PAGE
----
Upon her retirement as the founder and first Regent of the Mount Vernon Ladies' Association of the Union, Ann Pamela Cunningham had laid down an uncompromising edict to those that would follow in hers and their mission to preserve the estate of the nation's first President.
"...Let no irreverent hand change it; no vandal hands desecrate it with the fingers of progress...Let one spot of this grand country of ours be saved from "change!"
That charge, however, ran smack into reality in 1916. And, that reality brought forth an equally strong personality in the person of Phoebe Apperson Hearst, Vice Regent for California, who served on the board from 1889 to 1918.
In 1916 the board was faced with a dilemma. Maintain the strict authenticity Cunningham had insisted upon by having the house lighted only by candlelight and kerosene or take the offer of the firm of Thomas Edison who wanted to "electrify" it. He proposed to install a system powered by generator-fed storage batteries at a cost of $3,325.
The minutes of the 1916 board meeting summarized the dilemma:
"The proposed installation of electricity...came as a shock to the Vice Regents, seeming to be most incongruous in this antique home where everything in the way of colonial customs is preserved as far as possible. The question of safety was the strongest argument used, kerosene lamps and candles being considered dangerous ... After all, kerosene was as unknown to Washington as electricity..."
After being nudged by Hearst, the board voted in favor of electrifying the mansion. She not only persuaded them to do so, she paid the bill.
As one of the great philanthropists of the era, Hearst had also written checks for Mount Vernon's seawall, purchased period furniture and art works for the mansion, and helped finance the construction of the wharf and pavilion. These were all in addition to her regular contributions to the association's endowment.
IN 1955 ANOTHER strong and determined visionary came to the rescue of Mount Vernon's preservation. Her efforts were considered so meaningful that Charles Cecil Wall, resident director at the time, stated, "Nothing so wonderful has happened since Miss Cunningham signed the agreement with John A. Washington, Jr."
What Wall was referring to was the single handed action of Ohio Congresswoman and Vice Regent from that state, Frances Payne Bolton, to preserve the pristine view across the Potomac River. Securing that view was essential to preserving Washington's design of the mansion which was to fit in with and compliment the landscape.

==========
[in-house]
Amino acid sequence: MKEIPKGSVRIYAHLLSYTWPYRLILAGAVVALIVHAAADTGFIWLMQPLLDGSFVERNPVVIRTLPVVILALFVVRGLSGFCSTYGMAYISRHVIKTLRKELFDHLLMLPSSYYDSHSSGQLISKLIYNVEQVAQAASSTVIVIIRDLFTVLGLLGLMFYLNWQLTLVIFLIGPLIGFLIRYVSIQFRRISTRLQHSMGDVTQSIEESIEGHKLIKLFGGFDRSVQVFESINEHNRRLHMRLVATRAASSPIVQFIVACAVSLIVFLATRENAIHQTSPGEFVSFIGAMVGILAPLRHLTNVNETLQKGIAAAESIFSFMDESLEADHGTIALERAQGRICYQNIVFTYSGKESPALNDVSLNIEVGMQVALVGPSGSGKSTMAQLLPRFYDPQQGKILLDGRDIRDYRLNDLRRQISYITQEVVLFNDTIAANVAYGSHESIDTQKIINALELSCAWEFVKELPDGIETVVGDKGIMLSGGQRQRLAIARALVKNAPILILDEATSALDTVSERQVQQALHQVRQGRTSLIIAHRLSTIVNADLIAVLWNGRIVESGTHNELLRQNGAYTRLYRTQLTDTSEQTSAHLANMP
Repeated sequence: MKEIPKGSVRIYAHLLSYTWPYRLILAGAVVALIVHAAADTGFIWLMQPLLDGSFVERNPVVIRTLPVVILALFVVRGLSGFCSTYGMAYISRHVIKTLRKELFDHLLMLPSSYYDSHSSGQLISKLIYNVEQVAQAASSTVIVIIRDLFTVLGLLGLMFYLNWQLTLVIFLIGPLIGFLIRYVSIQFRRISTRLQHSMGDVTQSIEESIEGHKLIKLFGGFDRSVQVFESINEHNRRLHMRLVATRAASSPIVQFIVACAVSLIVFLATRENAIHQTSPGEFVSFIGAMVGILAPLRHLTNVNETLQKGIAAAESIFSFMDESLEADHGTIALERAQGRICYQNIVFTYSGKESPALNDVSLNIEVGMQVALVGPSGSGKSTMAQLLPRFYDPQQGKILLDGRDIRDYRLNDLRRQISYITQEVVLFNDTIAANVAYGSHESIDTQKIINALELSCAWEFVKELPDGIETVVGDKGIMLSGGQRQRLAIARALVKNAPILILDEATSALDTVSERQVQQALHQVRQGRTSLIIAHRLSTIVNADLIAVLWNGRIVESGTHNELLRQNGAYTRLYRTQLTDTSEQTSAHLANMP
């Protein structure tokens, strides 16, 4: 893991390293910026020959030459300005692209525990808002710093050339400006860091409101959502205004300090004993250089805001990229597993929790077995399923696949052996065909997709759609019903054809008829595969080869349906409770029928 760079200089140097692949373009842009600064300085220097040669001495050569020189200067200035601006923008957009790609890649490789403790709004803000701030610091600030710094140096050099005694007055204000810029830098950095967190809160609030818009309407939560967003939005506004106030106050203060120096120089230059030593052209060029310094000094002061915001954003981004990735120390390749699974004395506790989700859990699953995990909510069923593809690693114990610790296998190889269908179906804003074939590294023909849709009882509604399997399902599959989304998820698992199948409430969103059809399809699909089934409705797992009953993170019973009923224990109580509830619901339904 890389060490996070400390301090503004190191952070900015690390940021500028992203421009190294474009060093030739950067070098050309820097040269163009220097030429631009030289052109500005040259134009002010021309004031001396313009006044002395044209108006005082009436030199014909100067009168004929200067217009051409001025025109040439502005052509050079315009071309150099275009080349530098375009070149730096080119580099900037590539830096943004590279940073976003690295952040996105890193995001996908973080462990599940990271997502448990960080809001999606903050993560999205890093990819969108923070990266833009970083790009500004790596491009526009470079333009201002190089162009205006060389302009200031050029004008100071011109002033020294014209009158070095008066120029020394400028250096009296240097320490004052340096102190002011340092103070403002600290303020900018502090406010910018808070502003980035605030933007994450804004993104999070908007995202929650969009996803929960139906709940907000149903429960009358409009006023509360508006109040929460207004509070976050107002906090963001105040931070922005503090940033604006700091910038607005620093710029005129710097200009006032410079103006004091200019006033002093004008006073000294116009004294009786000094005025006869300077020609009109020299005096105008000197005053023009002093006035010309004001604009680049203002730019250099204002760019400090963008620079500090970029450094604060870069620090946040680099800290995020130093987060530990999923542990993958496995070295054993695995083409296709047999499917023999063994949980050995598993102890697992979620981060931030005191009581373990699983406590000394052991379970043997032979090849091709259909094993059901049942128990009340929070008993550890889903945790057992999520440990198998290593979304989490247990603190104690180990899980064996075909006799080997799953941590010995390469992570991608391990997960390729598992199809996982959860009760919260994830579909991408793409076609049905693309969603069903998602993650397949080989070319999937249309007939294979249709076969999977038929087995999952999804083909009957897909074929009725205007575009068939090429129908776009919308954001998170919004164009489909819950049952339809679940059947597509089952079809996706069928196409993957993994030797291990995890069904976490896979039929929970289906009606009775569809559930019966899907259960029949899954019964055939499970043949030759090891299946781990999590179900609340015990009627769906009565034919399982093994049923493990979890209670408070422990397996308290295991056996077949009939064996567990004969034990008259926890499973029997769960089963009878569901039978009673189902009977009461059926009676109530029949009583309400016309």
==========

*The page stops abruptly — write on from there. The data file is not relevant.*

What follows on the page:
Coming onto the board in 1938, just two years prior to assuming her late husband's seat in the U.S. House of Representatives, Bolton prevented the sale of 500 acres, directly across the river, to a group of Texas investors who had plans for an oil tank farm and sewage treatment plant. Adding insult to injury, they offered to construct the treatment plant to resemble the mansion.
When Congress refused to appropriate the necessary funds to purchase the land, she did it herself by personally buying the parcel known as Bryan's Point for $333,000. As a result of this action, Bolton, with the support of the National Park service, formed the Accokeek Foundation in 1957 "to preserve, protect, and foster ... an area of great beauty along the Maryland shore."
UPON LEAVING Congress in 1968 as a result of redistricting, she became president of the foundation, a position she held until her death in 1976. Bolton also successfully lobbied her congressional colleagues against air traffic over Mount Vernon, securing a two mile protective zone in all directions. These two actions earned her the distinction of being referred to in the Association's minutes of 1977 as "second only to Ann Pamela Cunningham" in preserving the Estate.
Throughout its 150-year history the Mount Vernon Ladies Association has not only successfully restored and preserved George and Martha's home, but they have also spawned a myriad preservation projects and organizations nationwide dedicated to living American history. Not the least of which was the first entire town to be preserved — Williamsburg.
Other sites that exist as today's living testaments to the past because of Cunningham and her ladies include: Valley Forge National Park; The Henry Ford Museum and Greenfield Village; and nearly 12,000 historic districts throughout the nation. The Association was also the inspiration for the American Buildings Survey in 1934 which provided jobs for many unemployed architects and photographers at the height of the Great Depression.